Levain means wild yeast in French, but is also covers the use of sourdough. A bread kan be called a Levain if the amount of compressed yeast (live yeast) doesn't exceeds 0.2%
This Levain is more sour than the breads I normally bake, but I really like the sourness with the rye flour. This bread is a good bread for artisan cheeses or as a side for dinner.
This bread came about by mistake. I was making the leaven for the basic country bread a la Tartine, but I used rye flour instead of whole wheat flour by mistake. So instead of discarding the leaven, I came up with this bread.
See recipe on my blog:
|Water||600 grams||21.18 oz||57.69%|
|Live yeast (¾ teaspoon dry yeast)||10 grams||0.35 oz||0.96%|
|Leaven||275 grams||9.71 oz||26.44%|
|dark rye flour||200 grams||7.06 oz||19.23%|
|All-purpose flour||840 grams||29.65 oz||80.77%|
Total Flour Weight: 1040 grams
Percentages are relative to flour weight (flour equals 100%) and every other ingredient is a percentage of this. Flour from the starter is not counted. This recipe was originally in grams and has been converted to other measures.
- about 2 tablespoons sourdough (the starter you keep in the refrigerator and feed every other week)
- 200 g water (78℉)
- 70 g all-purpose flour
- 65 g rye flour
Make the leaven the night before you want to bake the bread. If you like a more sour note to your bread, make the leaven in the morning, and after about 8 hours fermentation, put the leaven in the refrigerator until next morning.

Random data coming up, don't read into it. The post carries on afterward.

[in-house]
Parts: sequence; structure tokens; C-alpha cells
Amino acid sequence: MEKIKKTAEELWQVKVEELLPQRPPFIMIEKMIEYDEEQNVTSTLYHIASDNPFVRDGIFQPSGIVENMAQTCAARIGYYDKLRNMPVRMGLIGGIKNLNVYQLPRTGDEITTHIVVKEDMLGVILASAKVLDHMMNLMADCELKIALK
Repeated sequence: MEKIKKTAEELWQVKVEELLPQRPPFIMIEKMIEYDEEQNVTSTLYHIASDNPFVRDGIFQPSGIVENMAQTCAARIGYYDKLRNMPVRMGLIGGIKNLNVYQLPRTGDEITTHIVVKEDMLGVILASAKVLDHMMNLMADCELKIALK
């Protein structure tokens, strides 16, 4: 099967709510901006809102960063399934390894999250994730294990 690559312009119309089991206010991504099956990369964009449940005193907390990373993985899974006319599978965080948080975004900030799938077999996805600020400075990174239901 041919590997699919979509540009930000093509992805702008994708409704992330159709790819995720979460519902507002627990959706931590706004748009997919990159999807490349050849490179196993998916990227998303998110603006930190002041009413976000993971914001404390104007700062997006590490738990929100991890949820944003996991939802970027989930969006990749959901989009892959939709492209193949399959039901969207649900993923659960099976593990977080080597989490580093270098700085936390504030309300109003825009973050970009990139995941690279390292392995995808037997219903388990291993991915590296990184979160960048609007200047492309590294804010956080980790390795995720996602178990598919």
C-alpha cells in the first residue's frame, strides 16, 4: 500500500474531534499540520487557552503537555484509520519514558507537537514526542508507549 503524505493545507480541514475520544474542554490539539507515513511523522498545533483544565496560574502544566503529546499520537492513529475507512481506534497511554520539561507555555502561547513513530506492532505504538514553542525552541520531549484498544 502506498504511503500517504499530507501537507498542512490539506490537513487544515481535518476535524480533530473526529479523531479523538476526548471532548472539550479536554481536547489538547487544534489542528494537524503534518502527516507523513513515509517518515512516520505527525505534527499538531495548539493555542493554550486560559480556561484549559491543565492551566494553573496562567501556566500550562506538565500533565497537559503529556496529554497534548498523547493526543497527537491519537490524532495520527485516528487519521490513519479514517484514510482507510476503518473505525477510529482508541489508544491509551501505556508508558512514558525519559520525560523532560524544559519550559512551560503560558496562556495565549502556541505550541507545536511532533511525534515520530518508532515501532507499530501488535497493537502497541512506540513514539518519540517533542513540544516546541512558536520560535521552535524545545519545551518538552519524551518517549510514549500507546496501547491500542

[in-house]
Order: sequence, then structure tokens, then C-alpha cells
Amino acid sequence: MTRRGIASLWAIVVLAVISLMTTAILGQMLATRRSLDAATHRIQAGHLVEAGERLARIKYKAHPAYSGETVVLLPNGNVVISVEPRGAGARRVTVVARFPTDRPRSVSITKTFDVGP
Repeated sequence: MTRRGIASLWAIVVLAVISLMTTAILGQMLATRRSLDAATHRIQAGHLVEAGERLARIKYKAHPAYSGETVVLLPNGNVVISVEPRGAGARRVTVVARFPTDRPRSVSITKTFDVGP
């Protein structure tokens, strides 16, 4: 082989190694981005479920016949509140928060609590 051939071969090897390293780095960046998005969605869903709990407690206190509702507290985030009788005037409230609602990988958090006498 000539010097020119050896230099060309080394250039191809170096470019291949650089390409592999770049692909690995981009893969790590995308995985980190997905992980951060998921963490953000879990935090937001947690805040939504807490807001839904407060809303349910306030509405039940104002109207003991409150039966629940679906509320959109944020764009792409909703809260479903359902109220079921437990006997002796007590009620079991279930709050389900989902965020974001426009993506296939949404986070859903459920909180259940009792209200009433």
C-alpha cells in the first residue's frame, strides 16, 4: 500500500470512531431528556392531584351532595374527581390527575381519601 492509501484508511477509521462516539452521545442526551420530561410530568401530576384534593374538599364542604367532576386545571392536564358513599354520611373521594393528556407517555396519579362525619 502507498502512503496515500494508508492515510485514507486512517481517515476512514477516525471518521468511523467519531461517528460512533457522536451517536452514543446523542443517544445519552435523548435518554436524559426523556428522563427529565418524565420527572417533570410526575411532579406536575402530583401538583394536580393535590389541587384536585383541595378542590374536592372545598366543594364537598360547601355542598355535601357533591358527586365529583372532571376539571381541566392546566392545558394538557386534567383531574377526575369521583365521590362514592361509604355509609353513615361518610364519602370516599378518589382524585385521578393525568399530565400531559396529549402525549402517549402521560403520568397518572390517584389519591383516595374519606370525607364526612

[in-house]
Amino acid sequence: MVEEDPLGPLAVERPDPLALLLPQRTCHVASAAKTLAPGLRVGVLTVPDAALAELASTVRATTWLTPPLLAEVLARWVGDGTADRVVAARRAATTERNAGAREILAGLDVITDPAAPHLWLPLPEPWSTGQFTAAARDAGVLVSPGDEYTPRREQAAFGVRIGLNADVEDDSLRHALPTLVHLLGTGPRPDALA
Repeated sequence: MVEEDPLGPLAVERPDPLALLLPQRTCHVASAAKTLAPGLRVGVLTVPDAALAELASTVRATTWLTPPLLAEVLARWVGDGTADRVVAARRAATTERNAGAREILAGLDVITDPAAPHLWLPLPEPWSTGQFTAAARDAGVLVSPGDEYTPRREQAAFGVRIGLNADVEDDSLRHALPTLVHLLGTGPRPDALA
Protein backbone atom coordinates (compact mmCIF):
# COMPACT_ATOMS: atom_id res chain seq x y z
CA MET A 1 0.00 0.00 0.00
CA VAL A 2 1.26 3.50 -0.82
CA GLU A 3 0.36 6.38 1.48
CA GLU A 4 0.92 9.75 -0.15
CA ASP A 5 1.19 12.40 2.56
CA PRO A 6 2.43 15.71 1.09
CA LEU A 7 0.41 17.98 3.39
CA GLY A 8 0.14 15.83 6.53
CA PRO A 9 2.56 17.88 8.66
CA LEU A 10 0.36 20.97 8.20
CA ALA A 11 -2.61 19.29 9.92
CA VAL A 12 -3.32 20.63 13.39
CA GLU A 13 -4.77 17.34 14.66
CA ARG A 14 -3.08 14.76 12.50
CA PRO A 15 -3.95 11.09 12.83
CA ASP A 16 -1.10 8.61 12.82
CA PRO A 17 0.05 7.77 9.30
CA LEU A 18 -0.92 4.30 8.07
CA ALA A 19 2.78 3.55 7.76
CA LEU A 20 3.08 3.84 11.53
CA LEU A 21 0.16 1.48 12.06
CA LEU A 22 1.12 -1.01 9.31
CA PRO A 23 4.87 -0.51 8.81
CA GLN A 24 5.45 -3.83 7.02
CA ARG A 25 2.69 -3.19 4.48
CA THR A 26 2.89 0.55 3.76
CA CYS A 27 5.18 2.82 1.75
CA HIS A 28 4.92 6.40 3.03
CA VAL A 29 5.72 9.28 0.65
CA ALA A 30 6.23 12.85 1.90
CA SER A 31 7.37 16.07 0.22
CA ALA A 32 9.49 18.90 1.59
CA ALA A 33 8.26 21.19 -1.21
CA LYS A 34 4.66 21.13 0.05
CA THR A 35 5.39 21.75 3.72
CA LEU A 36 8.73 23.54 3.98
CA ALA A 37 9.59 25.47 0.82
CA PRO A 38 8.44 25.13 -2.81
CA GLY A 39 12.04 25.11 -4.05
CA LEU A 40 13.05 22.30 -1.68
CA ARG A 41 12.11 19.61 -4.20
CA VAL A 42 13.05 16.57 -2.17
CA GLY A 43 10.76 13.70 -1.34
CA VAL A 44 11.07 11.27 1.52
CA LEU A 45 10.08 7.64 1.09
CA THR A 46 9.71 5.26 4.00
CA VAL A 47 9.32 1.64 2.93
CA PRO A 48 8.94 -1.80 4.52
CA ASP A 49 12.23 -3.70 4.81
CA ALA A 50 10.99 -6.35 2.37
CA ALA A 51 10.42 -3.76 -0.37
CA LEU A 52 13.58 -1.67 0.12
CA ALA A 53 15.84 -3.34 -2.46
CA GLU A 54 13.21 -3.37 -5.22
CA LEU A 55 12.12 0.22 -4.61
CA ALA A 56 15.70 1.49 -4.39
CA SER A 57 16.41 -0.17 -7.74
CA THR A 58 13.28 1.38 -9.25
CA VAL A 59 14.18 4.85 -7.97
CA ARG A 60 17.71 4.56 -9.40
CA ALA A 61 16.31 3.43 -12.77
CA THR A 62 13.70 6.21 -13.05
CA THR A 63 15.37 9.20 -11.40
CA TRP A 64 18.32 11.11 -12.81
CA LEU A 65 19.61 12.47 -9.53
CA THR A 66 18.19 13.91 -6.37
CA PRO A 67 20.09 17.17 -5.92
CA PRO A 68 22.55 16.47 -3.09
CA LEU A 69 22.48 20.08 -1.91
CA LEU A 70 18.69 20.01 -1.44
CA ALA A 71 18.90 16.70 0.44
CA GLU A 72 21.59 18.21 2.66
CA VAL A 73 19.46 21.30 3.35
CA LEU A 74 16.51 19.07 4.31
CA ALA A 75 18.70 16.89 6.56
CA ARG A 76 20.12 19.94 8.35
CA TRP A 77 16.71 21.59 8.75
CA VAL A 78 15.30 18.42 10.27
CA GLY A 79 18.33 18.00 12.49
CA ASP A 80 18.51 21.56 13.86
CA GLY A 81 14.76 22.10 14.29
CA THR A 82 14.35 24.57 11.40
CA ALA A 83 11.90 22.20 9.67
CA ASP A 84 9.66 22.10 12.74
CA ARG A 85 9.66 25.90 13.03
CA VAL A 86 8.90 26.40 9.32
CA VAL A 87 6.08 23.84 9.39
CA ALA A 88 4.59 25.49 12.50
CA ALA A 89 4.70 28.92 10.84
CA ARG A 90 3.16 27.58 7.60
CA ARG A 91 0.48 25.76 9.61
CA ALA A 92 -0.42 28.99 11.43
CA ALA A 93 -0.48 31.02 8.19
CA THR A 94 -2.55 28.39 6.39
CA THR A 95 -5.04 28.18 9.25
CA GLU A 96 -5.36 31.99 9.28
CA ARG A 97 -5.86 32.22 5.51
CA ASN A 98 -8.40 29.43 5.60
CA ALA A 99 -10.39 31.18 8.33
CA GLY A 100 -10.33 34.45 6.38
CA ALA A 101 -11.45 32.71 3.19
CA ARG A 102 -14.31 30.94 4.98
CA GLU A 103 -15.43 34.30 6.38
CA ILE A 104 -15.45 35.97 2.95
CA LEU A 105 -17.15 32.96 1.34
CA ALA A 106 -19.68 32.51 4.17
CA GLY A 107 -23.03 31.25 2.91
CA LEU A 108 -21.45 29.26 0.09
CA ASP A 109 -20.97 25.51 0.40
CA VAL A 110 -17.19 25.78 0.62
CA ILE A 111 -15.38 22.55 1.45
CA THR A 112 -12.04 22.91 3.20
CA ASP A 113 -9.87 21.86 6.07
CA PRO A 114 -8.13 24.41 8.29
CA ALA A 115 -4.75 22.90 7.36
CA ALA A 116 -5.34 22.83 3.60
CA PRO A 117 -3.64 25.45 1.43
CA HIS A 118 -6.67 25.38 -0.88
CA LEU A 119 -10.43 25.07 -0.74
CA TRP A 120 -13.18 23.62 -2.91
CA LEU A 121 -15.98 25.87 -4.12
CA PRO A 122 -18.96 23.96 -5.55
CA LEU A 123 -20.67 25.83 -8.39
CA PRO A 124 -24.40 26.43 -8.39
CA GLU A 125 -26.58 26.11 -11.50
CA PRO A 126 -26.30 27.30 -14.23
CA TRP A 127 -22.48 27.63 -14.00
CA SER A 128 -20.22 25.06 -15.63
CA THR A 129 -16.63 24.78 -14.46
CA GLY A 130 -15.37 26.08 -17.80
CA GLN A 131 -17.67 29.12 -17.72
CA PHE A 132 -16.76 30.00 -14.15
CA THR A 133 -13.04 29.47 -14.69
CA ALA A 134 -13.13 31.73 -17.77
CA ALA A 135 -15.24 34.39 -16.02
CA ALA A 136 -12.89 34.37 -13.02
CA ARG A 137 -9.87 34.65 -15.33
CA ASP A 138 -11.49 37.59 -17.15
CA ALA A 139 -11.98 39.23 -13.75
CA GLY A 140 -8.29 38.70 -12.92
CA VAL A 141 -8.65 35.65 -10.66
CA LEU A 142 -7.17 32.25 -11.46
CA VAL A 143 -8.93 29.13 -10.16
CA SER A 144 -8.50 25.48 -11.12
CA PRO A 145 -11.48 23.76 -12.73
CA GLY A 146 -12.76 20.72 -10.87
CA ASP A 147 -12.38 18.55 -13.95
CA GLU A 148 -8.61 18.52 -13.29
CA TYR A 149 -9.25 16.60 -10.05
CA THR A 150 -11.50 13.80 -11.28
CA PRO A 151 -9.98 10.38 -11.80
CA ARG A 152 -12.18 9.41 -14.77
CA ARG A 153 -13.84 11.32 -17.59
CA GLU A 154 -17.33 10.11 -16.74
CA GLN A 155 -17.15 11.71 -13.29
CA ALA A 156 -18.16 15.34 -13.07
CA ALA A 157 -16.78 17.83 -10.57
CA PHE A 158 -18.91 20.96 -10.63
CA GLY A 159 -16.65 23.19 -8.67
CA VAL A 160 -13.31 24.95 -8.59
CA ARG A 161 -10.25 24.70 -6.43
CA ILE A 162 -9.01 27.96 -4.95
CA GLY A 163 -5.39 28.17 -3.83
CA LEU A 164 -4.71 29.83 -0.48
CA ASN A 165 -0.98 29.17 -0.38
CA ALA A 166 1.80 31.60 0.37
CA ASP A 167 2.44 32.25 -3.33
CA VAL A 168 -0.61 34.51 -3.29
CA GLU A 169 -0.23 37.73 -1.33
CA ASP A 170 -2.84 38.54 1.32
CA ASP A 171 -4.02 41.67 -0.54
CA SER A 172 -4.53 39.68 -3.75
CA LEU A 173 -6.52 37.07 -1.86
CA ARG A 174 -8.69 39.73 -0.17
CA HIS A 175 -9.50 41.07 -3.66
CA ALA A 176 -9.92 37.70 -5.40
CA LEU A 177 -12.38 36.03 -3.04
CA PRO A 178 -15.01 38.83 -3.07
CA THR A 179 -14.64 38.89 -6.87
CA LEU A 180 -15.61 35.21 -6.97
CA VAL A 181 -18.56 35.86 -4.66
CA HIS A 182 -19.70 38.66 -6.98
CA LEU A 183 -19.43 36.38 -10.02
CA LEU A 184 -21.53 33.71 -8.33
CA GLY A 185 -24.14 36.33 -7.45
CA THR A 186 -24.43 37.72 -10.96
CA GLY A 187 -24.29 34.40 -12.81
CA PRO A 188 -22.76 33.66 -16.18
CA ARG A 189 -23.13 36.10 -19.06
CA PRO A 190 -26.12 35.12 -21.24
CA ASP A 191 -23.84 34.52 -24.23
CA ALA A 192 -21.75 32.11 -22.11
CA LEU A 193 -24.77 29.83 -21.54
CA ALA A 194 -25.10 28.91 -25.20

Mix all the ingredients well in a bowl, and let the leaven rest covered on the counter for 8-10 hours. To test leaven's readiness, drop a spoonful into a bowl of room-temperature water. If it sinks, it is not ready and needs more time to ferment and ripen. If it floats, it's ready to use. As it develops, the smell will change from ripe and sour to sweet and pleasantly fermented.
This time I just used 275 g of the sourdough 8 hours after the feeding instead of making the leaven.
In a large bowl, pour in the water, yeast, sourdough, and rye flour, mix it well. Add salt and the all-purpose flour a little at a time, until you have a firm but slightly sticky dough. You might not need all the flour.
I always knead my doughs in my stand mixer, and I knead the dough for about 8-10 minutes until the dough is a bit shiny and elastic.
Cover the bowl with a clean kitchen towel and let the dough rise for about 4 hours.
Pour the dough out on a non-floured kitchen table, divide the dough in 2 and shape them into rounds.
Line 2 baskets with clean kitchen towels, generously dusted with flour. Transfer each round to a basket, smooth side down and let to rest, covered, at room temperature, about 3 hours before baking.
Baking the Bread:
Twenty minutes before you are ready to bake the bread, preheat oven and dutch/french oven to 500 degrees, with rack in lowest position.
Gently flip one bread into heated dutch/french oven. Score top twice using a razor blade matfer lame. Cover with lid. Return to oven, and reduce oven temperature to 450℉. Bake for 20 minutes.
Remove lid and continue to bake until crust is deep golden brown, 20 to 25 minutes more.
Transfer loaf to a wire rack, and let it cool completely.
To bake the second loaf, raise oven temperature to 500 degrees, wipe out dutch/french oven with a dry kitchen towel, and reheat with lid for 10 minutes.